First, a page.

Quality of Swarthmore Dirt Questioned

By Sue Pascoe

Potrero Canyon rim resident Lora Fremont is questioning the quality of the dirt slated to be used for fill in the completion of Potrero Canyon Park. She has reached out to state and city officials with her concerns.

On Oct. 4, the L.A. City Board of Building and Safety commissioners approved the dirt that will be excavated from the former parking lot off Swarthmore, in order for Caruso Affiliated to construct a three-story underground parking garage. This dirt will be hauled to Potrero, either via Chautauqua or Temescal Canyon Road.

The city estimates it will save $3 million by using the 122,000 cubic yards of Swarthmore dirt in the canyon, while allowing the park below the Palisades Recreation Center to be completed sooner.

The dirt from this site will be hauled to Potrero Canyon.
The dirt from this site will be hauled to Potrero Canyon.

When this exchange was announced in early September, the News contacted the California Department of Toxic Substances Control and asked project manager Jose Diaz if the dirt had been tested for contamination. He said that Caruso Affiliated had hired Pasadena-based Tetra Tech, which gave the soil a good report. Diaz was asked if any outside testing would be done. He replied that generally if the company’s reputation is good (tetratech.com), no additional testing is done by the state. According to Tetra Tech’s website, in 2014 Engineering News-Record ranked the company number one in water, solid waste and environmental management.

The soil tested was under the previous parking lot, a triangular area framed by Swarthmore, Monument and the alley north of Sunset Boulevard.

Diaz explained that the dirt under the former Emerson/LaMay Cleaners on Swarthmore was contaminated and had already been sent to waste management facilities and treated.

“The dirt under the Mobil station and the cleaners is not being used,” Diaz told the News in a telephone conversation. After reading the News article “Caruso Dirt Most Likely to Fill Potrero,” Fremont alerted the News that Tetra Tech had been accused of falsifying the soil reports for a Santa Susana project.

As reported on the Rocketdyne Cleanup Coalition website, “NBC4 broadcast a new segment on May 4, 2016, in its ongoing ‘LA’s Nuclear Secret’ investigation of the Santa Susana Field Laboratory that examines a new study commissioned by American Jewish University which asserts its Brandeis-Bardin Institute property is not impacted by SSFL contamination.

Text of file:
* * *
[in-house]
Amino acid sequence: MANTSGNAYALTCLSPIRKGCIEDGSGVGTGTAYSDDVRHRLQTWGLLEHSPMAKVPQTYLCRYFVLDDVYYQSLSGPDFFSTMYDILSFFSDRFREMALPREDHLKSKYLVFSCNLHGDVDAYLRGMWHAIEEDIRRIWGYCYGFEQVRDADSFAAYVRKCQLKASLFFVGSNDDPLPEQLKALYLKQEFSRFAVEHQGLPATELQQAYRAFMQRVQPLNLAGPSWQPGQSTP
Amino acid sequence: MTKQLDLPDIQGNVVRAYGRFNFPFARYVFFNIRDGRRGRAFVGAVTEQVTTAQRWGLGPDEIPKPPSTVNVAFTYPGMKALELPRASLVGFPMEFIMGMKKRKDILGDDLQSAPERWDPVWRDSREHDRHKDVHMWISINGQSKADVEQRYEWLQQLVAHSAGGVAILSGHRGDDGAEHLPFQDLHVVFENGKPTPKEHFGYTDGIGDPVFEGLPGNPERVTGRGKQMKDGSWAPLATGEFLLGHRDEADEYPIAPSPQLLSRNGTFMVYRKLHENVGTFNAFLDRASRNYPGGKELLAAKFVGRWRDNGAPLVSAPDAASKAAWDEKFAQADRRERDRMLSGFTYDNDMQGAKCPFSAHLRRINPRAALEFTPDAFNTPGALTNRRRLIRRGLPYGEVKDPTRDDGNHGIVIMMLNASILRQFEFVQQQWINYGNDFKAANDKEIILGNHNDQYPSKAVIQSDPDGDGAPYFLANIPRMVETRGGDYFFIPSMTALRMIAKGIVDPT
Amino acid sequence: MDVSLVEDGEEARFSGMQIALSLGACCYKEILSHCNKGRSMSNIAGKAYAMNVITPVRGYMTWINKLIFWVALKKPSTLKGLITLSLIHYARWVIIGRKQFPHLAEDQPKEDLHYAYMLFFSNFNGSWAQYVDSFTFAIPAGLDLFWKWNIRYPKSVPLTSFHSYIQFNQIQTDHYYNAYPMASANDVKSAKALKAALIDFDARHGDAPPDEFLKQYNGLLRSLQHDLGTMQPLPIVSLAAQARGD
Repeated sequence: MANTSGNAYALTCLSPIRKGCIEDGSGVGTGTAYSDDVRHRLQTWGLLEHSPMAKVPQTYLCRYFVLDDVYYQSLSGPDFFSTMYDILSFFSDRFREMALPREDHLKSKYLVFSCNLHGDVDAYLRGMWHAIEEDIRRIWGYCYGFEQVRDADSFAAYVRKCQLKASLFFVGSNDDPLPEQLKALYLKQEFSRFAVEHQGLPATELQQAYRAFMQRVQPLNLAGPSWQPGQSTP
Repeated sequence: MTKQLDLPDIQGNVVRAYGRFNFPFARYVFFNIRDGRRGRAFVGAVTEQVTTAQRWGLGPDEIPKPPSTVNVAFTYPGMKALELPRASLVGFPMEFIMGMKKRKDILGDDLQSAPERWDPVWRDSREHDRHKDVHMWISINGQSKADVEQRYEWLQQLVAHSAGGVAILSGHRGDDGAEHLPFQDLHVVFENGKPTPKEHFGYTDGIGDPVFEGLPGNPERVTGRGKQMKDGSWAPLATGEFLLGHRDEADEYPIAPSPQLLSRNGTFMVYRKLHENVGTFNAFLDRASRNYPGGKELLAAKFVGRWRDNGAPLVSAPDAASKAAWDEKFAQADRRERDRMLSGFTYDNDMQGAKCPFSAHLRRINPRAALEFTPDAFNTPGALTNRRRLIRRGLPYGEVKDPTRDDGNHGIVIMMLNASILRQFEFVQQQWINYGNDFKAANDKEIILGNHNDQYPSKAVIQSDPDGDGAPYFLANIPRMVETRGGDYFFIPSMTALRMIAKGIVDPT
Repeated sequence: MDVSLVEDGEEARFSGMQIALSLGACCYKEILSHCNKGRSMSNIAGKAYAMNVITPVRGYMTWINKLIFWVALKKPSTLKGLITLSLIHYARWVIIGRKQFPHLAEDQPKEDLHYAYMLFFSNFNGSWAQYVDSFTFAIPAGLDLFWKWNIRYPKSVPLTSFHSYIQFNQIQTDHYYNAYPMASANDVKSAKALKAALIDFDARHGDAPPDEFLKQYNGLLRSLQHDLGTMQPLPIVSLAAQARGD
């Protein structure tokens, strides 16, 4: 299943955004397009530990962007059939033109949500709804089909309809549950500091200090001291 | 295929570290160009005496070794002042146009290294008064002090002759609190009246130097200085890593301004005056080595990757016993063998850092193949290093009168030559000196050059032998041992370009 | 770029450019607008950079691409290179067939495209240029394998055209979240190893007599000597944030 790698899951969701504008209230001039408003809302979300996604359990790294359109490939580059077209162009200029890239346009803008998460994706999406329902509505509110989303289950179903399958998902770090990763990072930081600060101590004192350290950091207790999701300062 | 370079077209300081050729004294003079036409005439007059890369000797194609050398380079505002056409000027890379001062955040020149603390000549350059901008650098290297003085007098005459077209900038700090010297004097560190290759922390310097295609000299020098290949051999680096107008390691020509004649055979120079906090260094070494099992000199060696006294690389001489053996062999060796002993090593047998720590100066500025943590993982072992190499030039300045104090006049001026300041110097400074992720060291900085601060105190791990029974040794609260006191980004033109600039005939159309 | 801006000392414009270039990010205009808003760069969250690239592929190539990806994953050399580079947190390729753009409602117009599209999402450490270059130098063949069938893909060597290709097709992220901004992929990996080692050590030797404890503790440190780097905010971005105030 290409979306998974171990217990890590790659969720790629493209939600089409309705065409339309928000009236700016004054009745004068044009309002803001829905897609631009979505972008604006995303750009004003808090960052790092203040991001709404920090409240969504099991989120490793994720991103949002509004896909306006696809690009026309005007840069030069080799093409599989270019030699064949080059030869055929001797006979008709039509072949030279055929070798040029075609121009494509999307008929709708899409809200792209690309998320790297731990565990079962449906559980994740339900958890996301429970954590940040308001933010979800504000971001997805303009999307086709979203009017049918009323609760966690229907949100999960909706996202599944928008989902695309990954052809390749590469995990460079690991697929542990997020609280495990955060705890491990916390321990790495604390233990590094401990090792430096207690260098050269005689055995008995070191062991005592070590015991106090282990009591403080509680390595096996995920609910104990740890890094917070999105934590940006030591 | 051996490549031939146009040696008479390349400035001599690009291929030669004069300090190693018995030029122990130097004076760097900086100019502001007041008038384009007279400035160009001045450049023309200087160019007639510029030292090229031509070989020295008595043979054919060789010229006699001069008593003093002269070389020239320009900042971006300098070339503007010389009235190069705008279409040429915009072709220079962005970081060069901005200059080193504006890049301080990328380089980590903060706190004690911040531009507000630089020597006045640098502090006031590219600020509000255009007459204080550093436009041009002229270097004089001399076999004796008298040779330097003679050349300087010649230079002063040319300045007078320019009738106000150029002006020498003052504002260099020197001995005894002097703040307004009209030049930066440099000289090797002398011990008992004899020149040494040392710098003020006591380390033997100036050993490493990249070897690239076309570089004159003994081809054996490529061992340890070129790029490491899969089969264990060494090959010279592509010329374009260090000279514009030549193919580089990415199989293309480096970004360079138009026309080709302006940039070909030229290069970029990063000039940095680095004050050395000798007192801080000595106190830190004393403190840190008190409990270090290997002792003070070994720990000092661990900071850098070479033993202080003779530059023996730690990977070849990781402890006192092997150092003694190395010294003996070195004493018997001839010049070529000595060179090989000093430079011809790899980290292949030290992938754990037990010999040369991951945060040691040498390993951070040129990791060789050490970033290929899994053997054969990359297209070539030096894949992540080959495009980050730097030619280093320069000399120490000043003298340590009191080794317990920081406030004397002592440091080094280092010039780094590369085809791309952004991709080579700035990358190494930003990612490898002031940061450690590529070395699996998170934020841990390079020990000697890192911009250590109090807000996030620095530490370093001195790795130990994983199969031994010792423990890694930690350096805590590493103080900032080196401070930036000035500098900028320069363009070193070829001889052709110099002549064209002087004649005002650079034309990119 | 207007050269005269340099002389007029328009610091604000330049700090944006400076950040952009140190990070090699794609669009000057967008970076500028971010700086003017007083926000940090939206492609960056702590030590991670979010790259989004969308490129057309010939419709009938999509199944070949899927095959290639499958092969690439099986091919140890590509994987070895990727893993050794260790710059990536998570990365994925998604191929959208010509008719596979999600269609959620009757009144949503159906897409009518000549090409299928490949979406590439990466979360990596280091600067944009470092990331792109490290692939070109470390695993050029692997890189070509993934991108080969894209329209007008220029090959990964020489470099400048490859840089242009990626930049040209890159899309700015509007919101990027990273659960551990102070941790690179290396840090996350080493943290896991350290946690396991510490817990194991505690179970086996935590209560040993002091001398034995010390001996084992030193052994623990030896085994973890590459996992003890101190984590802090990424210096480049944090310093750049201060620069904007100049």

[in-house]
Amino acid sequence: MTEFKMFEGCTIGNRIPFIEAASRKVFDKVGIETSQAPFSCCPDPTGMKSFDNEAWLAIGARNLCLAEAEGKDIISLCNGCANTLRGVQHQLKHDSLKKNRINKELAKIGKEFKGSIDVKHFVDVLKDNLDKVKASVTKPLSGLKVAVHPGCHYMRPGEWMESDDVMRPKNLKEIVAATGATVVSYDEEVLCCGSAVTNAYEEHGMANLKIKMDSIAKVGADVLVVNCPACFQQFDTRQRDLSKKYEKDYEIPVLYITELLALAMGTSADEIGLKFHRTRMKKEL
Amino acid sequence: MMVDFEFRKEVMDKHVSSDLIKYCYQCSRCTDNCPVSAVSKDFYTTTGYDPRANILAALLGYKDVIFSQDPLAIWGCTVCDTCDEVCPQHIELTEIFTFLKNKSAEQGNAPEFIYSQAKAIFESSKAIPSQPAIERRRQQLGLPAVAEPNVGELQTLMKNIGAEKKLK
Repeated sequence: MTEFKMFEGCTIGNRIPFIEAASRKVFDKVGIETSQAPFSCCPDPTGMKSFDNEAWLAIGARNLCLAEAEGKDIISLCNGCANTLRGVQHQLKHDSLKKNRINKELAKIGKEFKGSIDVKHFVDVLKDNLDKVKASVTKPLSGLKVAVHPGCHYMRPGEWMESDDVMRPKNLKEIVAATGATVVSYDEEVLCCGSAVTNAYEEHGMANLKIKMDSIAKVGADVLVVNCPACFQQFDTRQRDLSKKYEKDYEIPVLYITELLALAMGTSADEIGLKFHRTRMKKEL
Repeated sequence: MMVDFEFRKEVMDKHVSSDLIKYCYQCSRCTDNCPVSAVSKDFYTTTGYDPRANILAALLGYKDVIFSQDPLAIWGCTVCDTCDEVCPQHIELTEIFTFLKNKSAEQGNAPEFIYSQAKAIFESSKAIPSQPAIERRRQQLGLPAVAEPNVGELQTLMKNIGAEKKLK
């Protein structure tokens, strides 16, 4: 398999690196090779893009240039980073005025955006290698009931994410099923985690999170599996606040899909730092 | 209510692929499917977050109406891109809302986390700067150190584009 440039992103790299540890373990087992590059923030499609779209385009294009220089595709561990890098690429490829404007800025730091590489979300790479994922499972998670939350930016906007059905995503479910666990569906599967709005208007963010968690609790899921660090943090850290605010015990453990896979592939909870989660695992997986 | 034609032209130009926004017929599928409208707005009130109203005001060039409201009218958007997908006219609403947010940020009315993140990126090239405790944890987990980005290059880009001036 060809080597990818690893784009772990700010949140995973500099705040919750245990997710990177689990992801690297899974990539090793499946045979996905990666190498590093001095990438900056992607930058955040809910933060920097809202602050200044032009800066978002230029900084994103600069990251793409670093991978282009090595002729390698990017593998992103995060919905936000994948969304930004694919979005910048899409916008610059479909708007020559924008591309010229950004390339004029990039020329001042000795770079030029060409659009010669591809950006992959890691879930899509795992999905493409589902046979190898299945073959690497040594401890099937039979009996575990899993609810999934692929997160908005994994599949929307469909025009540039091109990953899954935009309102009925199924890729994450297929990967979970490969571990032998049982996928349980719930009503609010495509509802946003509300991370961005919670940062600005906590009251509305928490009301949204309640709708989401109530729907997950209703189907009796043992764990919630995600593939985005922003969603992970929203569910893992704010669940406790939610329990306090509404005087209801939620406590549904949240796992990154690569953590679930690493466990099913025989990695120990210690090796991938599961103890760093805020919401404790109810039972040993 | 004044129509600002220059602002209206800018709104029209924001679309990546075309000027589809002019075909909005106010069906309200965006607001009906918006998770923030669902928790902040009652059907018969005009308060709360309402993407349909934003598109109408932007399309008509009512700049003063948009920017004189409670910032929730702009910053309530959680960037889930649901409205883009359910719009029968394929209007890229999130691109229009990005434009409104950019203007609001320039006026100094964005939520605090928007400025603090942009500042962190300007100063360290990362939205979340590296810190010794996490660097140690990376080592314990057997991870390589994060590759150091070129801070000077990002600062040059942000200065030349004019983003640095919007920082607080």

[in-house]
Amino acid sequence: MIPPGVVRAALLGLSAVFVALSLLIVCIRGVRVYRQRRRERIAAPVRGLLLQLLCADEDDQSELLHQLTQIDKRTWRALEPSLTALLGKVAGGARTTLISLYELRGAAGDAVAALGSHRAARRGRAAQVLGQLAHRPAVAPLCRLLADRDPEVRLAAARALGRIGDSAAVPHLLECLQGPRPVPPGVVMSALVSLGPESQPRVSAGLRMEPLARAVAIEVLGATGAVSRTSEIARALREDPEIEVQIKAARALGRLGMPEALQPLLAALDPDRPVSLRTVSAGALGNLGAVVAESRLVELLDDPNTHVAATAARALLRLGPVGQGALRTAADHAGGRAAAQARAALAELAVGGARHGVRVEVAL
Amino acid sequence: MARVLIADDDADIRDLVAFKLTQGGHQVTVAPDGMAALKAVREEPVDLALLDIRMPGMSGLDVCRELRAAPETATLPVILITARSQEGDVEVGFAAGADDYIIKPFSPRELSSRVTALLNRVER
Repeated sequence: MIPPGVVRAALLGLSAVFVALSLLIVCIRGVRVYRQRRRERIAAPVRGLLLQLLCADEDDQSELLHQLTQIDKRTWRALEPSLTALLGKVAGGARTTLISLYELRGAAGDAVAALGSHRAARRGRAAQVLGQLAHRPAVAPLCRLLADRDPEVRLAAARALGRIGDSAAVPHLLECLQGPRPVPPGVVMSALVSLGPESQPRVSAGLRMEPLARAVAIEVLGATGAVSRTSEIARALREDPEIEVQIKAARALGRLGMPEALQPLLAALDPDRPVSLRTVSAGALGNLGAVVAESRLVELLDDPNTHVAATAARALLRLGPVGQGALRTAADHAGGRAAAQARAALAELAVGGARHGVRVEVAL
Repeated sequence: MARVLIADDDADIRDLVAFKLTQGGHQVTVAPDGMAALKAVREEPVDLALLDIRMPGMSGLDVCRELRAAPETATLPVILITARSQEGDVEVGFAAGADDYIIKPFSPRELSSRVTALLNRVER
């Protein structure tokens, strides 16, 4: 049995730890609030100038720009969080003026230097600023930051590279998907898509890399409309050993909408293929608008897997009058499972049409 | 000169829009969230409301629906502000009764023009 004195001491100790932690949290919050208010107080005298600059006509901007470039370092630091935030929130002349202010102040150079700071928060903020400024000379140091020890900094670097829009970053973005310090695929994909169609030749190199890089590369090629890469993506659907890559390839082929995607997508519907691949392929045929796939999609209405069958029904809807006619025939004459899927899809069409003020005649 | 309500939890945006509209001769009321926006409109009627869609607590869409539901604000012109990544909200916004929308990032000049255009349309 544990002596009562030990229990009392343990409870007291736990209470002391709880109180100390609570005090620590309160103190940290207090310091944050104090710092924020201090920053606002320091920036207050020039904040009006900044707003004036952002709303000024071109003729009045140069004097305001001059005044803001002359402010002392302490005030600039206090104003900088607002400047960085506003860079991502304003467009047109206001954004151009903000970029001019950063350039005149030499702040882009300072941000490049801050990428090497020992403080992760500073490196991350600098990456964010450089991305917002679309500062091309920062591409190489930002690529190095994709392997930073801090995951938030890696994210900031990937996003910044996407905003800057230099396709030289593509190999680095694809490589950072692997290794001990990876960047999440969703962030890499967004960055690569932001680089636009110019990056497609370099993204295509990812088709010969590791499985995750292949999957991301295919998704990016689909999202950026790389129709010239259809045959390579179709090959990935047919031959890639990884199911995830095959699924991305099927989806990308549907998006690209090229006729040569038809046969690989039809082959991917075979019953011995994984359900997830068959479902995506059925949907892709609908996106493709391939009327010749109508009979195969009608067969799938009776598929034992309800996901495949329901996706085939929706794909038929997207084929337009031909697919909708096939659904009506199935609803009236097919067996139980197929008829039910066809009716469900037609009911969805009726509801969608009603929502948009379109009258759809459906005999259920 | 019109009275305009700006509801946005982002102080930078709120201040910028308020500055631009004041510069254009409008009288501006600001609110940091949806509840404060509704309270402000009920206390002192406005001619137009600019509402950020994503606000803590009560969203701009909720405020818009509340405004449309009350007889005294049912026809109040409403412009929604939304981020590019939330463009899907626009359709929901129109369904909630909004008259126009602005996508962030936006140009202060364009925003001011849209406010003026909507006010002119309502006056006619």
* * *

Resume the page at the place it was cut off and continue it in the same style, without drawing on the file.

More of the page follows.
“However, the company that performed the study took only 16 samples for the entire 2,878-acre site. That company, Tetra Tech, is also under investigation after Tetra Tech employees told the Nuclear Regulatory Commission that they’d been ordered to falsify soil samples at the Hunters Point former nuclear test site in San Francisco.”

Fremont is also questioning Councilman Mike Bonin’s office about the notice that was sent out about the city’s Oct. 4 hearing, which stated that the address of the project was 15101 Pacific Coast Highway.

That notice stated in part, “At the public hearing the Board will be considering views of concerned parties regarding the proposed hauling operations and environmental re- view under the California Environmental Quality Act.”

Fremont asked, “Why was this not identified as Potrero Canyon? Why did the notice not identify what this 122,000 cubic yards of earth was? Why were residents given such short notice of the hearing? After the hearing and this passed, why were residents not notified that they had 10 days to register written complaints?” And finally, “Why such a cryptic notice, and why is this being pushed through so quickly? It only fuels our concern.”

The News received the notice on Friday, Sept. 30, that the hearing was scheduled for the following Tuesday, the day after Rosh Hashanah.

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